Gordon's catchphrase on The Untouchables was, "You're dead."
Gordon worked with Oscar winner Lee Marvin twice: once on an episode of M Squad entitled The Golden Look and again on an episode of The Untouchables entitled The Nick Acropolis Story.
Once played a real life Paiute Native American chief named Winnemucca on an episode of Bonanza entitled Mr. Henry Comstock. Untouchables co-star Abel Fernandez also appeared in this episode.
Appeared with Untouchables co-star Paul Picerni on an episode of Here's Lucy entitled Lucy's Wedding Party.
Last appearance on-screen was a bit part in the 1987 clunker, Ishtar, which starred Dustin Hoffman and Warren Beatty.
Gordon used an Italian accent when playing Frank Nitti in the pilot episode for The Untouchables which originally aired on Desilu Playhouse. Once the series got picked up this accent was dropped.
Gordon appeared with future Dr. No, Joseph Wiseman, three times. Twice on Broadway in The Lark and Antony and Cleopatra and once on an episode of The Untouchables entitled The Antidote.
In the 1947-48 revival of Shakespeare's Antony and Cleopatra, Gordon appeared in the cast with such future luminaries as Charlton Heston, Tony Randall, Maureen Stapleton, Eli Wallach, and Joseph Wiseman.
Appeared on the ABC primetime soap opera Peyton Place for one season. Future Oscar winner Lee Grant played his wife on that show.
In his autobiography, Straight Shooter, Robert Stack claimed that he and Bruce Gordon once stopped traffic on the Champs Elysses in Paris when they were spotted by motorists standing together on the sidewalk outside a cafe.
Considering the fact that he played so many heavies it's ironic that in Gordon's first big stage role, Arsenic and Old Lace, he played a cop.
Though he played many nasty characters throughout the course of his long career, Gordon managed to endow most of them with a morbid, graveyard sense of humor.
Despite appearing in 27 episodes of The Untouchables, Gordon was only billed as a Special Guest Star once: in the Season One finale entitled The Frank Nitti Story.
He played a vampire hunter of sorts named Buffer in the 1958 B-movie horror classic Curse of the Undead in which he co-starred with future Rawhide star Eric Fleming.
Unlike the stereotypical image of gangsters smoking big cigars, Gordon only smoked cigarettes on-screen during his run on The Untouchables. The real life Frank Nitti also eschewed cigars and only smoked cigarettes.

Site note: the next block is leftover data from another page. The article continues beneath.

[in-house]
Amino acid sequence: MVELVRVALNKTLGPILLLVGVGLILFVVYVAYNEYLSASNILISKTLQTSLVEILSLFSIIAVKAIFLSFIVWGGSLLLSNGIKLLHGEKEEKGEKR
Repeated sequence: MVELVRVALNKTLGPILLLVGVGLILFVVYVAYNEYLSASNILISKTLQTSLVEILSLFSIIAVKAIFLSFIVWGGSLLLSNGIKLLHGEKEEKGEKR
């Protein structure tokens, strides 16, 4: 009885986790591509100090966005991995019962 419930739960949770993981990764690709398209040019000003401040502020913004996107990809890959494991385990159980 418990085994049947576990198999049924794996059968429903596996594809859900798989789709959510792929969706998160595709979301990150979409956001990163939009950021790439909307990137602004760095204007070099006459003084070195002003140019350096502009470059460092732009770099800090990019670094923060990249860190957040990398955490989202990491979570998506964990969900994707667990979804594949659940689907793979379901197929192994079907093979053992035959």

Gordon's character of Frank Nitti was dropped again at the end of Season Three of The Untouchables in order to appease Italian-American groups protesting the use of Italian villains on the show. But just as happened in Season Two, Gordon/Nitti returned again for three mid-season appearances. He was brought back in order to jump start the show's declining ratings.
Though his character of Frank Nitti was killed off in the Season One finale of The Untouchables, Gordon returned to the series in each of its final three seasons. The show could do this because its episodes weren't filmed in any kind of chronological order.
In an interview on Entertainment Tonight in 1987, Gordon claimed he enjoyed the movie version of The Untouchables.
Though typecast as a heavy, Gordon once played a District Attorney in an episode of The Defenders and a courageous military defense attorney on an episode of One Step Beyond.
Gordon and Robert Stack parodied their Untouchables roles of Frank Nitti and Eliot Ness in an episode of The Lucy Show entitled Lucy, the Gun Moll.
Had a cameo in an episode of Simon and Simon playing a man who claimed to be John Dillinger.
Gordon and future Perry Mason star Raymond Burr played brothers in the 1949 film Love Happy.
He appeared in three episodes of Perry Mason. Twice played the murder victim.
Was unable to attend the funeral of Untouchables co-star Robert Stack in May of 2003 due to health reasons.
Appeared in a soft drink commercial for Canada Dry in the 1970's as his Untouchables personna of Frank Nitti.
Worked three times with legendary horror star Boris Karloff. Twice on Broadway in the original casts of Arsenic and Old Lace and The Lark and once again in an episode of The Girl from UNCLE entitled The Mother Muffin Affair.
Appeared in the short -lived comedy series, Run Buddy Run, with Untouchables co-star Nicholas Georgiade.
Played gangland chieftan Frank "the Enforcer" Nitti on 27 episodes of The Untouchables.
Bruce Gordon made his film debut in the 1949 movie Love Happy. Love Happy is also famous as the film debut of Marilyn Monroe and as the final film in which the Marx Brothers appeared together as a team.
George Eckstein (about Gordon as Frank Nitti on The Untouchables): Bruce was wonderful. Bruce was great to write for because he brought so much energy, and vitality, and excitement to the screen. He was a little over the top sometimes but always entertainingly so.